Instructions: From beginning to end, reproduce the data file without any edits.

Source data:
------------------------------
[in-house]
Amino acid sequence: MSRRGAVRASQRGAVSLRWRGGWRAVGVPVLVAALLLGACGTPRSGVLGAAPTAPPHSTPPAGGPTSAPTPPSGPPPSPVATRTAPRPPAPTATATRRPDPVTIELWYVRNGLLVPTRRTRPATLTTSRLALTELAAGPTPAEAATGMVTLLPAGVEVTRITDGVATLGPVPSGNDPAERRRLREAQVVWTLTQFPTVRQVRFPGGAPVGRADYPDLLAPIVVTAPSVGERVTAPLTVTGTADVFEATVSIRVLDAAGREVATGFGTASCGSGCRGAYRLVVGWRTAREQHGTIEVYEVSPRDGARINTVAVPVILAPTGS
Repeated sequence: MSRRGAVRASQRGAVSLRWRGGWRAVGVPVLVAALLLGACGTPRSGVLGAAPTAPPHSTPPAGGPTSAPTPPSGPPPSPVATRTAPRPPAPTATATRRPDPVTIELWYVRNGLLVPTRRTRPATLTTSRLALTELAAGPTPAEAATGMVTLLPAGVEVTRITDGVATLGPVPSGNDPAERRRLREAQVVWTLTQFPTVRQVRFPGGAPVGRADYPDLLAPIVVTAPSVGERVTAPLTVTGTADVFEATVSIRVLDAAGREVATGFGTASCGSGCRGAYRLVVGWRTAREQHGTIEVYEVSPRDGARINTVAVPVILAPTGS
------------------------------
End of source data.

[in-house]
Amino acid sequence: MSRRGAVRASQRGAVSLRWRGGWRAVGVPVLVAALLLGACGTPRSGVLGAAPTAPPHSTPPAGGPTSAPTPPSGPPPSPVATRTAPRPPAPTATATRRPDPVTIELWYVRNGLLVPTRRTRPATLTTSRLALTELAAGPTPAEAATGMVTLLPAGVEVTRITDGVATLGPVPSGNDPAERRRLREAQVVWTLTQFPTVRQVRFPGGAPVGRADYPDLLAPIVVTAPSVGERVTAPLTVTGTADVFEATVSIRVLDAAGREVATGFGTASCGSGCRGAYRLVVGWRTAREQHGTIEVYEVSPRDGARINTVAVPVILAPTGS
Repeated sequence: MSRRGAVRASQRGAVSLRWRGGWRAVGVPVLVAALLLGACGTPRSGVLGAAPTAPPHSTPPAGGPTSAPTPPSGPPPSPVATRTAPRPPAPTATATRRPDPVTIELWYVRNGLLVPTRRTRPATLTTSRLALTELAAGPTPAEAATGMVTLLPAGVEVTRITDGVATLGPVPSGNDPAERRRLREAQVVWTLTQFPTVRQVRFPGGAPVGRADYPDLLAPIVVTAPSVGERVTAPLTVTGTADVFEATVSIRVLDAAGREVATGFGTASCGSGCRGAYRLVVGWRTAREQHGTIEVYEVSPRDGARINTVAVPVILAPTGS